The cover of the libretto is informative, but there’s even more detail on the title page inside, namely the fact that the text was written by Miss Henrietta Szold (“all proprietary rights reserved”).  Further in the book, we learn the names of the musical soloists and speechgivers before we are treated to the full text of the address; song lyrics and poetry; and descriptions of each tableau vivant, because yes, like all good Grand Celebrations, there were tableaux.

Then we move on to the sponsoring advertisements, usually my favorite part of this type of document (I wish advertisers still noted “All Orders by Post will be promptly attended to,” as does A. Myers, Cabinet Maker), though the ad for Christmas presents is a tad awkward; I think in this case the tableaux are the winner. Altogether, this is a wonderful document, and I’m glad we can share it with you both in person and in virtual form.

Gift of Herbert J. Goldsmith. JMM 1993.116.2

Gift of Herbert J. Goldsmith. JMM 1993.116.2

1993116002-4

Gift of Herbert J. Goldsmith. JMM 1993.116.2

1993116002-5

Gift of Herbert J. Goldsmith. JMM 1993.116.2

1993116002-6

Gift of Herbert J. Goldsmith. JMM 1993.116.2

1993116002-7

Gift of Herbert J. Goldsmith. JMM 1993.116.2

1993116002-8

Gift of Herbert J. Goldsmith. JMM 1993.116.2

1993116002-9

Gift of Herbert J. Goldsmith. JMM 1993.116.2

1993116002-10

Gift of Herbert J. Goldsmith. JMM 1993.116.2

1993116002-11

Gift of Herbert J. Goldsmith. JMM 1993.116.2

Next week: two (at least) more documents from our mini Chanukah exhibit – tune in!

JoannaA blog post by Collections Manager Joanna Church. To read more posts by Joanna click HERE.

 

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The Belly of the Whale

Posted on October 13th, 2016 by

On Yom Kippur we read from the book of Jonah. This ancient story of the reluctant prophet is particularly special to me. Nearly 20 years ago, as I listened to the story of Jonah on Yom Kippur, I had a revelation about myself. I was 23 years old, and recently diagnosed with Fibromyalgia—a life sentence of chronic pain (I’ve since more-or-less gotten it under control, but it took more than 10 years). I was angry: at my situation, at the world, at God. And as the English was read from the bimah, I heard Jonah’s anger. I felt it.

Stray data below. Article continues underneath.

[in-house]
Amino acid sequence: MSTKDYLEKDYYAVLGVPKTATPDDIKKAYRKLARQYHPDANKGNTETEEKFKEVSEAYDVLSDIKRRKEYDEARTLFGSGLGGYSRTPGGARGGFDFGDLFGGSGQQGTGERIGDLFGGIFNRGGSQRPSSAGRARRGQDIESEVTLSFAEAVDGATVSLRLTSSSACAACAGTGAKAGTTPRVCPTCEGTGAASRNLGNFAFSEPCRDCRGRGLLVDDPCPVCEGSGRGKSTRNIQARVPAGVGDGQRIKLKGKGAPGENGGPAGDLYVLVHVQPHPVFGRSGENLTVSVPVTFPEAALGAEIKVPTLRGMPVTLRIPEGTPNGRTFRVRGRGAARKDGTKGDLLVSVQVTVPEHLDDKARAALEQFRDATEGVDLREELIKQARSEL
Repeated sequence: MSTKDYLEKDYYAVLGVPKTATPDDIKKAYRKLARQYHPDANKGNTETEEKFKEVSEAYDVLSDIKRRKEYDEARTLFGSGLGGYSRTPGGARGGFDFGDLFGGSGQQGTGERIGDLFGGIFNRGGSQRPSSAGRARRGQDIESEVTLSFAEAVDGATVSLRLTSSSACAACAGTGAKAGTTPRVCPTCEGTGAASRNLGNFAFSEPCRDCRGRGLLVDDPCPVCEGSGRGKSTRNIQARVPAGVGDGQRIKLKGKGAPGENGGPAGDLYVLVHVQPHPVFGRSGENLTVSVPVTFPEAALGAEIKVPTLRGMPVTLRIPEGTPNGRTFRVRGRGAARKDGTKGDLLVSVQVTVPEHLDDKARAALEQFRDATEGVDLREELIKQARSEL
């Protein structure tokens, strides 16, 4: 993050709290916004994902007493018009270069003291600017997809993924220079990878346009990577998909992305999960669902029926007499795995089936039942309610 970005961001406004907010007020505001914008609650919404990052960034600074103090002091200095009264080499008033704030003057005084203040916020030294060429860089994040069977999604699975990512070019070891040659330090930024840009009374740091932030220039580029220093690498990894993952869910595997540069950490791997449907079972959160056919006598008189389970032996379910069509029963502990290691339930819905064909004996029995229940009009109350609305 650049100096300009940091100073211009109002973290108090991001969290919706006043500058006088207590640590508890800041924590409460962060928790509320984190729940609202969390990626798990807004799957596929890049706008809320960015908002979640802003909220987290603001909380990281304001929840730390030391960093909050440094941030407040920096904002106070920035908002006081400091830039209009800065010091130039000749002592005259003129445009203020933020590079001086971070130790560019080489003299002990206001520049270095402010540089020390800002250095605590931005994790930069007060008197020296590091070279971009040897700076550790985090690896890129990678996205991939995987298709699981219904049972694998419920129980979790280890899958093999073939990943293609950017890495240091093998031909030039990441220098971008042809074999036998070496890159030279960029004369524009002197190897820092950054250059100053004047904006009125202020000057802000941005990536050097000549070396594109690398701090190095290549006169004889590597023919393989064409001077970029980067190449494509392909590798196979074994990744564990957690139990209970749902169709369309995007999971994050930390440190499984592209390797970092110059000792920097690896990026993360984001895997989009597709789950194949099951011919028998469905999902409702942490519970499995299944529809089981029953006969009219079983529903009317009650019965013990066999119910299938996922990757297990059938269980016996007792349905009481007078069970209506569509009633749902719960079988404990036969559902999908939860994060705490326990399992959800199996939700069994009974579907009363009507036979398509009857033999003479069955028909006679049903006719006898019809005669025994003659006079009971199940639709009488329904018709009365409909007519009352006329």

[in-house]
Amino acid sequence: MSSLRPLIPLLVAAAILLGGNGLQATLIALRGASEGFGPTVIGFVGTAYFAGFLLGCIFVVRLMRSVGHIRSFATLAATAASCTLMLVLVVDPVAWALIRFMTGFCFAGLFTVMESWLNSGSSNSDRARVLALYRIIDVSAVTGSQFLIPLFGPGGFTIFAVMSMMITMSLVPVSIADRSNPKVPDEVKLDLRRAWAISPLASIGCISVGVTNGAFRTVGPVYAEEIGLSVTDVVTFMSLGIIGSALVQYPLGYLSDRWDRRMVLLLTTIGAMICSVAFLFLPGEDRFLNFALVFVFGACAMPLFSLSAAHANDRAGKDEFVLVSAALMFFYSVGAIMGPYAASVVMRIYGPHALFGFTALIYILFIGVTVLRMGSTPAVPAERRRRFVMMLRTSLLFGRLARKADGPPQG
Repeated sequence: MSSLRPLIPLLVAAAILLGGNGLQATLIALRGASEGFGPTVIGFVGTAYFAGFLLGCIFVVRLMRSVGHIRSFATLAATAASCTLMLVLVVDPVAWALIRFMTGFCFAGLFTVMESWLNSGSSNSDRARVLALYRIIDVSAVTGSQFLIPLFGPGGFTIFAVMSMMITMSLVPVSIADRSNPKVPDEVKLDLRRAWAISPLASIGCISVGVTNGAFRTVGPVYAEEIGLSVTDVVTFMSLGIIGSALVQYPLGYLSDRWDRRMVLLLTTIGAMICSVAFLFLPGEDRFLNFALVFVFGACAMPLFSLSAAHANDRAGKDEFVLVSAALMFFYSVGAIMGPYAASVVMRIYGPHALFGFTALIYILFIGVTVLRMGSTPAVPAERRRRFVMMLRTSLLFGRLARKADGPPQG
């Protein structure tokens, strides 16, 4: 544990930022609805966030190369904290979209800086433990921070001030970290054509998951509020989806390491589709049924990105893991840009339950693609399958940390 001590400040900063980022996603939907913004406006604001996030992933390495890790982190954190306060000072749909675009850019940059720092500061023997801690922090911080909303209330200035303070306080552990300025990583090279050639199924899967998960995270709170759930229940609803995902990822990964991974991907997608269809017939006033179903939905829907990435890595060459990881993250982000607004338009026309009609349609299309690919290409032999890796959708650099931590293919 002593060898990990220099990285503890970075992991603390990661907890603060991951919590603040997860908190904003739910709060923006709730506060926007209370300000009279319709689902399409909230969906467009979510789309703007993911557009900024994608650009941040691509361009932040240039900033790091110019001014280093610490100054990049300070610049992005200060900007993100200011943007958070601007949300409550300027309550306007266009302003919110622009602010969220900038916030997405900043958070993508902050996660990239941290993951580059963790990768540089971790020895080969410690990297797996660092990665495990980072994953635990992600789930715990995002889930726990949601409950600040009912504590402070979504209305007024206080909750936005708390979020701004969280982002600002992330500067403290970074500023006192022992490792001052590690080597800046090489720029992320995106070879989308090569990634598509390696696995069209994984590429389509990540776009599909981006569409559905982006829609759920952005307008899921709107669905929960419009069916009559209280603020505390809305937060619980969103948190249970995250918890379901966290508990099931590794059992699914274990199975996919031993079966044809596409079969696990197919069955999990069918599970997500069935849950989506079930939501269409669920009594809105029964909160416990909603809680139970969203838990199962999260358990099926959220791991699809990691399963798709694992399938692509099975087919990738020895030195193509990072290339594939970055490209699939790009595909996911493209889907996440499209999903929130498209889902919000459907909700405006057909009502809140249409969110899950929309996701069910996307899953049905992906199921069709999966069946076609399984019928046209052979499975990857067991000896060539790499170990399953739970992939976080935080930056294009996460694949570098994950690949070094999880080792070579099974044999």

After he finally does God’s bidding and lets the people of Ninevah know of their impending doom, Jonah goes out to the desert to watch the fireworks when the city is destroyed. God sends a gourd vine to grow up and shade Jonah from the hot sun.

The next day, God sends a worm who eats the vine and it withers. Jonah is super peeved at the loss of the vine. He cries out to God in his anger, and wishes for death. God responds, “Do you do well to be so angry?” “Yes!” Jonah replies, “Angry unto death!”

Right on, I thought. Me too.

And then God lays it out for Jonah and me: “You cared about the plant, which you did not work for and which you did not grow, which appeared overnight and perished overnight.”

In the story, God is making a point about why he has decided to spare Ninevah, but for me, sitting there in the stew of my anger and resentment and pain, God was talking about my health. God was gently reprimanding me for my anger, encouraging me to take action, to care for myself.